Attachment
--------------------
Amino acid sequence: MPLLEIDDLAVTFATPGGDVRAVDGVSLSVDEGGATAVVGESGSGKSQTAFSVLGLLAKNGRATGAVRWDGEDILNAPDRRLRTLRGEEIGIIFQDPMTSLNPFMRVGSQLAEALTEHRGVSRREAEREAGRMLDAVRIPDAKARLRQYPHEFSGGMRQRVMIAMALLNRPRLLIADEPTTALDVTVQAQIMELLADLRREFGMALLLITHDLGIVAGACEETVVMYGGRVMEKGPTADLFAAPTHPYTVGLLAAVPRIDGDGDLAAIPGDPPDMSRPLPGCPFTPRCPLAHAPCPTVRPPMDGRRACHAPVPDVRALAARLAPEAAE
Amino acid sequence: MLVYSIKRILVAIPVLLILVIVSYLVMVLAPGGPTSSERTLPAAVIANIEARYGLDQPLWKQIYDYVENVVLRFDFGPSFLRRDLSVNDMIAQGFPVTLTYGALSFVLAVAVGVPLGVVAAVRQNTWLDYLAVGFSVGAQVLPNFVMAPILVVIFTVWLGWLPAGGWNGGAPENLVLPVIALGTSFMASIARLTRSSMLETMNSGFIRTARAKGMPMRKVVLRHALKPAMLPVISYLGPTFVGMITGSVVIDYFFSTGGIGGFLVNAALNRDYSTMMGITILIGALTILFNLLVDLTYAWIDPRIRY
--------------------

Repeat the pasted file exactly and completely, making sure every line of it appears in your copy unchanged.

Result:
Amino acid sequence: MPLLEIDDLAVTFATPGGDVRAVDGVSLSVDEGGATAVVGESGSGKSQTAFSVLGLLAKNGRATGAVRWDGEDILNAPDRRLRTLRGEEIGIIFQDPMTSLNPFMRVGSQLAEALTEHRGVSRREAEREAGRMLDAVRIPDAKARLRQYPHEFSGGMRQRVMIAMALLNRPRLLIADEPTTALDVTVQAQIMELLADLRREFGMALLLITHDLGIVAGACEETVVMYGGRVMEKGPTADLFAAPTHPYTVGLLAAVPRIDGDGDLAAIPGDPPDMSRPLPGCPFTPRCPLAHAPCPTVRPPMDGRRACHAPVPDVRALAARLAPEAAE
Amino acid sequence: MLVYSIKRILVAIPVLLILVIVSYLVMVLAPGGPTSSERTLPAAVIANIEARYGLDQPLWKQIYDYVENVVLRFDFGPSFLRRDLSVNDMIAQGFPVTLTYGALSFVLAVAVGVPLGVVAAVRQNTWLDYLAVGFSVGAQVLPNFVMAPILVVIFTVWLGWLPAGGWNGGAPENLVLPVIALGTSFMASIARLTRSSMLETMNSGFIRTARAKGMPMRKVVLRHALKPAMLPVISYLGPTFVGMITGSVVIDYFFSTGGIGGFLVNAALNRDYSTMMGITILIGALTILFNLLVDLTYAWIDPRIRY